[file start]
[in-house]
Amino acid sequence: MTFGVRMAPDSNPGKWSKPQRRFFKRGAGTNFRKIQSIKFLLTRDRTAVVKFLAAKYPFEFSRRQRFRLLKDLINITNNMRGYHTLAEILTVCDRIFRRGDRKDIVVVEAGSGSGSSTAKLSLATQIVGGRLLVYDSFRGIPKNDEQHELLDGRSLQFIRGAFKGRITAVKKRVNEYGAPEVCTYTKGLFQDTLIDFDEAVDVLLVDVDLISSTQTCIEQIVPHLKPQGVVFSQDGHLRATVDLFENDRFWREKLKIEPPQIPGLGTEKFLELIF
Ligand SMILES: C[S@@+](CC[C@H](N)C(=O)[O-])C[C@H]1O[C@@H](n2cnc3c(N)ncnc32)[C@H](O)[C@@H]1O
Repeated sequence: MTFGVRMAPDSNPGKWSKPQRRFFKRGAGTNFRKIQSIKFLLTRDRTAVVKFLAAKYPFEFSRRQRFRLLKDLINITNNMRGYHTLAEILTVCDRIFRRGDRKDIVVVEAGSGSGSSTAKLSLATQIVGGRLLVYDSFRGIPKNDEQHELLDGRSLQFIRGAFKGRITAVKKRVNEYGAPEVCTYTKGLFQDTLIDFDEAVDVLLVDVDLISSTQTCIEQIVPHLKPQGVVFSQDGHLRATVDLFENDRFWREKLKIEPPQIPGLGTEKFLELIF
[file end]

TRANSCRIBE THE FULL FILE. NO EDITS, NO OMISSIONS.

[in-house]
Amino acid sequence: MTFGVRMAPDSNPGKWSKPQRRFFKRGAGTNFRKIQSIKFLLTRDRTAVVKFLAAKYPFEFSRRQRFRLLKDLINITNNMRGYHTLAEILTVCDRIFRRGDRKDIVVVEAGSGSGSSTAKLSLATQIVGGRLLVYDSFRGIPKNDEQHELLDGRSLQFIRGAFKGRITAVKKRVNEYGAPEVCTYTKGLFQDTLIDFDEAVDVLLVDVDLISSTQTCIEQIVPHLKPQGVVFSQDGHLRATVDLFENDRFWREKLKIEPPQIPGLGTEKFLELIF
Ligand SMILES: C[S@@+](CC[C@H](N)C(=O)[O-])C[C@H]1O[C@@H](n2cnc3c(N)ncnc32)[C@H](O)[C@@H]1O
Repeated sequence: MTFGVRMAPDSNPGKWSKPQRRFFKRGAGTNFRKIQSIKFLLTRDRTAVVKFLAAKYPFEFSRRQRFRLLKDLINITNNMRGYHTLAEILTVCDRIFRRGDRKDIVVVEAGSGSGSSTAKLSLATQIVGGRLLVYDSFRGIPKNDEQHELLDGRSLQFIRGAFKGRITAVKKRVNEYGAPEVCTYTKGLFQDTLIDFDEAVDVLLVDVDLISSTQTCIEQIVPHLKPQGVVFSQDGHLRATVDLFENDRFWREKLKIEPPQIPGLGTEKFLELIF